Spain's Socialist Prime Minister Felipe Gonzalez pledged today that his government would not stage a referendum on continued membership in NATO this year because he does not want to weaken the alliance at a time of tension between the West and the Soviet Bloc.
Speaking at a press conference at his official Moncloa Palace residence to mark his first 100 days in office, the 41-year-old leader made his most forceful statement to date on Spain's commitments to western defense.
As opposition leader, Gonzalez criticized the previous government's decision to enter NATO last summer, and a Socialist promise during last October's election campaign was to hold a popular vote on withdrawal from the alliance.
Referring directly to the Strategic Arms Reduction Talks in Geneva, Gonzalez said: "I do not want it ever to be said of this government that it made the western position more fragile while East-West negotiations are taking place at this moment, negotiations which will become more tense in the coming months."
On the subject of a recent poll published here indicating that 61 percent of Spaniards wanted to withdraw from NATO and that only 8 percent wanted to remain in the alliance, Gonzalez said the findings of the survey had not suprised the government, adding that they reflected Spain's longstanding political and military isolation.
Despite the poll's results, Gonzalez said, "We are not going to provoke any alteration in NATO's political framework while the period of extreme East-West tension continues to exist in 1983 and possibly during part of 1984." He reiterated a Spanish position, adopted by the previous government, against the deployment of nuclear missiles in Spain, but he added that his government would not "take sides over the deployment of missiles in any other NATO country."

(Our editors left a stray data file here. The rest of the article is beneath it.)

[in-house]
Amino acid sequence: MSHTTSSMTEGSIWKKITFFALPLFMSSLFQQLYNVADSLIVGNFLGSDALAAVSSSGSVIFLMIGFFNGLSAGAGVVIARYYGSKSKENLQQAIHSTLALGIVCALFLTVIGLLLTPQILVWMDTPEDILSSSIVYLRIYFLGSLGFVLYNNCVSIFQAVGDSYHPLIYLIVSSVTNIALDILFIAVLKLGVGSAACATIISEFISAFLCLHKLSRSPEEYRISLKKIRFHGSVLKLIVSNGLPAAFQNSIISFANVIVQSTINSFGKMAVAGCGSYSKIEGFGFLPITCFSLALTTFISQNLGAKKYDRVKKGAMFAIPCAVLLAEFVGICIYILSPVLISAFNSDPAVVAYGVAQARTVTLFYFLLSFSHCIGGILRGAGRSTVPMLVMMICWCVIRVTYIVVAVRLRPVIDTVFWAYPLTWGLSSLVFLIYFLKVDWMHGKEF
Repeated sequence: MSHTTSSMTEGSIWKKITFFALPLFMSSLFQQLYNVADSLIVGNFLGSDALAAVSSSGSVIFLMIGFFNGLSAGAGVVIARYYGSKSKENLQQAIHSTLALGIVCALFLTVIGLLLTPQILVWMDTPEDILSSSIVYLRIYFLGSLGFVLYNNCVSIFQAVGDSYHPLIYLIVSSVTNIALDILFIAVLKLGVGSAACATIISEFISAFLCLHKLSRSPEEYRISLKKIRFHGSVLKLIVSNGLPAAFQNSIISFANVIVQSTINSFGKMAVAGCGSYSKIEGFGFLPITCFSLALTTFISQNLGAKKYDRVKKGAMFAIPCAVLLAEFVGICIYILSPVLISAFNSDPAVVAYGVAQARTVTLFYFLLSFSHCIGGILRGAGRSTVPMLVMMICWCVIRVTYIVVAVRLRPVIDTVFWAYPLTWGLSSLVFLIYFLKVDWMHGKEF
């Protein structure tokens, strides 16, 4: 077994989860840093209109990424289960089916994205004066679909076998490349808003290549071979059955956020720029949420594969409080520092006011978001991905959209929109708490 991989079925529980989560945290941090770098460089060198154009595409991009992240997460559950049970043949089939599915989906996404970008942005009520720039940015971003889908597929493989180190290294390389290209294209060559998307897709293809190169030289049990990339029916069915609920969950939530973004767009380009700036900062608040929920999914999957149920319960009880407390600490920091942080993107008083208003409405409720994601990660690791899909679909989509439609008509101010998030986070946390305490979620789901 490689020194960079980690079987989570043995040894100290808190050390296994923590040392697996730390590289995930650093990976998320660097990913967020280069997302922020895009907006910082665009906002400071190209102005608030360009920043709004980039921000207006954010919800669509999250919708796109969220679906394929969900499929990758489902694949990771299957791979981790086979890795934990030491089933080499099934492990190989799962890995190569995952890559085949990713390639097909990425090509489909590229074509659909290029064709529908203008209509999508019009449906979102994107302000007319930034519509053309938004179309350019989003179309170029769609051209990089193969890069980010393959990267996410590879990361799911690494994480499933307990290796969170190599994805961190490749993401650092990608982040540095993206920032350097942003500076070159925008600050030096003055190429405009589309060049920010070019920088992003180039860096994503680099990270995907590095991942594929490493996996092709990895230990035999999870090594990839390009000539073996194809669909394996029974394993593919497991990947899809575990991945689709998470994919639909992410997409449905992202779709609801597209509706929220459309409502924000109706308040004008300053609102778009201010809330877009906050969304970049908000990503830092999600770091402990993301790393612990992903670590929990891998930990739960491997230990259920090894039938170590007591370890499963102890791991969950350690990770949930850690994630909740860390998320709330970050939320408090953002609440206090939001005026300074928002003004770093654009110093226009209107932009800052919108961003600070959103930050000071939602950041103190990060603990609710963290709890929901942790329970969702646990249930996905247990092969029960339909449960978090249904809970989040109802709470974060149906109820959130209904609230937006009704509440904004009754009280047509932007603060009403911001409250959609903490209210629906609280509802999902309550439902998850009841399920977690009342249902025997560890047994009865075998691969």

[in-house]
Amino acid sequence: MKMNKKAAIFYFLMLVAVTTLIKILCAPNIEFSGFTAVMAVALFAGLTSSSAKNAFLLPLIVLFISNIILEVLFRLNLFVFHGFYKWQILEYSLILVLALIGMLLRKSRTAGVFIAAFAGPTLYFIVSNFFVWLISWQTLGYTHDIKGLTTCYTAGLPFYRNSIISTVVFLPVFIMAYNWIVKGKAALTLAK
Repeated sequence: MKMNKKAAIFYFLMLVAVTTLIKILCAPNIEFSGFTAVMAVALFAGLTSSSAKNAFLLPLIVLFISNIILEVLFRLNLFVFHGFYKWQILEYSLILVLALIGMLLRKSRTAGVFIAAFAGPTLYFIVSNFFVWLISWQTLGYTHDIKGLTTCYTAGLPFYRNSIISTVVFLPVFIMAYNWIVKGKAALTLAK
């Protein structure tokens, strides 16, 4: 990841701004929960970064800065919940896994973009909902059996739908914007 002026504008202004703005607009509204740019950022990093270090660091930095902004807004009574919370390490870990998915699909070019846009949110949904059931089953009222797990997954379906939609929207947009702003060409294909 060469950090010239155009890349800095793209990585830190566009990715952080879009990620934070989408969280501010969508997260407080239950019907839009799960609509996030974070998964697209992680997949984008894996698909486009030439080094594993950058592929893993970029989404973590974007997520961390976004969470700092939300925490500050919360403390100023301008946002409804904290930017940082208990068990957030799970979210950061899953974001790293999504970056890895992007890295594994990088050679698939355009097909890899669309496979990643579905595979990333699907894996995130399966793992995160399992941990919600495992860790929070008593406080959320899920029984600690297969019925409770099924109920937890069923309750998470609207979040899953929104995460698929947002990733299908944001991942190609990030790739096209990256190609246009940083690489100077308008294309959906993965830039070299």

The small Spanish Communist Party and extreme leftists within the Socialist Party itself have recently stepped up their calls for the government to live up to its electoral promise on a NATO referendum. Gonzalez refused at the press conference to be drawn into a specific timetable on such a poll.
One of the first acts of the new Gonzalez government in December was to freeze negotiations on Spain's role in the alliance's integrated military command structure. Gonzalez said that following that initial move his government was prepared to take its time on the wider issue of complete withdrawal. He said that in carrying out such a reappraisal "we will certainly not prejudice the interests of the western world that we form part of."
Answering questions on Central America, Gonzalez said Spain was prepared to offer its good offices as a potential mediator should it be asked to do so by "friendly and sister nations" in the area. He stressed, however, that "up to the present moment and speaking officially Spain has neither offered itself as a mediator nor has received any proposal that it should do so."
Gonzalez is considered an expert on Central American and Latin American affairs and has visited Andean and Caribbean nations in past years in his capacity as vice president of the Socialist International with special responsibility for those regions.
Fuelling speculation that Spain might assume some form of mediating role, Gonzalez disclosed at the press conference that he intended to visit Colombia and Venezuela in May.
The Spanish prime minister is also due to hold talks here with Cuban Foreign Minister Isidojo Malmierca later this week and will meet tonight with Mexican Foreign Minister Bernardo Sepulveda.